I was talking with a friend who works on Capitol Hill yesterday. Lately he’s been a little frustrated with his job, with the inertia of the Hill, and as he put it the “lack of statesmanship” that he sees from the members. Most days I couldn’t agree with him more, but today (thankfully) I could disagree. Sen. McCain’s speech on Iraq and the broader war on Islamic radicalism is the very definition of statesmanship:
If we leave Iraq prematurely, jihadists around the world will interpret the withdrawal as their great victory against our great power. Their movement thrives in an atmosphere of perceived victory; we saw this in the surge of men and money flowing to al Qaeda following the Soviet withdrawal from Afghanistan. If they defeat the United States in Iraq, they will believe that anything is possible, that history is on their side, that they really can bring their terrible rule to lands the world over. Recall the plan laid out in a letter from Zawahiri to Abu Musab al-Zarqawi, before his death. That plan is to take shape in four stages: establish a caliphate in Iraq, extend the “jihad wave” to the secular countries neighboring Iraq, clash with Israel – none of which shall commence until the completion of stage one: expel the Americans from Iraq. Mr. President, the terrorists are in this war to win it. The question is: Are we?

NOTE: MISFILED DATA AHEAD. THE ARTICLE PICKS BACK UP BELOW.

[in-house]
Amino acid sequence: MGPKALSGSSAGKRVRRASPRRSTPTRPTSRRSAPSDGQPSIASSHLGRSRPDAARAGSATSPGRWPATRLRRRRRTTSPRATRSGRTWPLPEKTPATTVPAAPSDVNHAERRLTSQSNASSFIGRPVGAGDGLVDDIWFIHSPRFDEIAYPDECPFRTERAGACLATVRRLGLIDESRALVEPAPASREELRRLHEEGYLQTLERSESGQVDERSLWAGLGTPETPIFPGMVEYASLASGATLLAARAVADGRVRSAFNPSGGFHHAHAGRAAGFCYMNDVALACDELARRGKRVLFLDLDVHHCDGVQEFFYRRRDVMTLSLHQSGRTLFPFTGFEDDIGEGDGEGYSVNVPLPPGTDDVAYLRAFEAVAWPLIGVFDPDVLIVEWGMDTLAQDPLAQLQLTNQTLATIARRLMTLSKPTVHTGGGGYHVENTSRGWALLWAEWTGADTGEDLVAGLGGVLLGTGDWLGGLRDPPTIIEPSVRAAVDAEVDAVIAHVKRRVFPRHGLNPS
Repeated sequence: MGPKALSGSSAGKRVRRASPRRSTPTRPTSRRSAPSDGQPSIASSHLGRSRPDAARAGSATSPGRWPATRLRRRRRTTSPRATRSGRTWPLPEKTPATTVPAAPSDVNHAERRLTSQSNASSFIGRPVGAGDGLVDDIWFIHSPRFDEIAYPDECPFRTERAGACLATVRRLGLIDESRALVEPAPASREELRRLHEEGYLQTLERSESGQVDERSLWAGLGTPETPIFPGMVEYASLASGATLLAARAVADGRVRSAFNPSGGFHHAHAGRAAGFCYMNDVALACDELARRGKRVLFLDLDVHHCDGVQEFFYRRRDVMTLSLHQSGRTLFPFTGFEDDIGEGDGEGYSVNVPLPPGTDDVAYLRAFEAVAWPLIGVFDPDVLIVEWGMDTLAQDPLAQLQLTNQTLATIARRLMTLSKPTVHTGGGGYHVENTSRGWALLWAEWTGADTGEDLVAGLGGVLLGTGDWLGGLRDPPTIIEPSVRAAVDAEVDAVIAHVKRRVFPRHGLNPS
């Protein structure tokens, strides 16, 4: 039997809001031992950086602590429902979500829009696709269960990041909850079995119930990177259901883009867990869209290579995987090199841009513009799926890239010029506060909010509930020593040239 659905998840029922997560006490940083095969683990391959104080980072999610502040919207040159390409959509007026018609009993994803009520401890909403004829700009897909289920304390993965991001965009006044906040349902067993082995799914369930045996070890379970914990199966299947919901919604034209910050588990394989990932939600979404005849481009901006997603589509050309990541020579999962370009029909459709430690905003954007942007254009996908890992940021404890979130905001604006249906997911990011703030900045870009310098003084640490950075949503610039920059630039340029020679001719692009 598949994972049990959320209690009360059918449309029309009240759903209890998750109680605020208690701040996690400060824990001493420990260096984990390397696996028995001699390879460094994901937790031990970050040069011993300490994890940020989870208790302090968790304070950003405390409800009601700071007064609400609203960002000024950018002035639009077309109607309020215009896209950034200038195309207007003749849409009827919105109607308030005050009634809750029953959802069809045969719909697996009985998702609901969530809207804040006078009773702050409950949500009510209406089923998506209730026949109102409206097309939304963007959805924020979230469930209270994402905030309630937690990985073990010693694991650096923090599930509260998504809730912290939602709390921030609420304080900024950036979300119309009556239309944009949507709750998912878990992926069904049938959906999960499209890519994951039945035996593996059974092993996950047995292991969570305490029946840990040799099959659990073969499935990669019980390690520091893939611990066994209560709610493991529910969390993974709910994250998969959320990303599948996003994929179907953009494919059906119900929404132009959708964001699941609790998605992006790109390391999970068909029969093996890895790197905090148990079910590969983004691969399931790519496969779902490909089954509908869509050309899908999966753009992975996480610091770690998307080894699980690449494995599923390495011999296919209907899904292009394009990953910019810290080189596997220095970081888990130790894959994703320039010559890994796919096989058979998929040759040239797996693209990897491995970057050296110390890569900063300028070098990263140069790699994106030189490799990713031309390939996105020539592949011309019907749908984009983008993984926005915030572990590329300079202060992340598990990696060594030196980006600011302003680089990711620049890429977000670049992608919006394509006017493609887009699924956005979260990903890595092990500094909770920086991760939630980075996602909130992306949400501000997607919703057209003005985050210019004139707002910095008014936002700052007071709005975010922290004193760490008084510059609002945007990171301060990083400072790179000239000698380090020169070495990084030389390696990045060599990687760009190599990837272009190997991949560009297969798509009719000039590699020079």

Look, you can count me among those who are glad to see his poll numbers dwindling. But you can also count me among those who have an unlimited amount of respect for a man who has risked life and limb for our country and who now risks his entire political career for that same country–and for the sake of freedom everywhere. Thank you, Sen. McCain.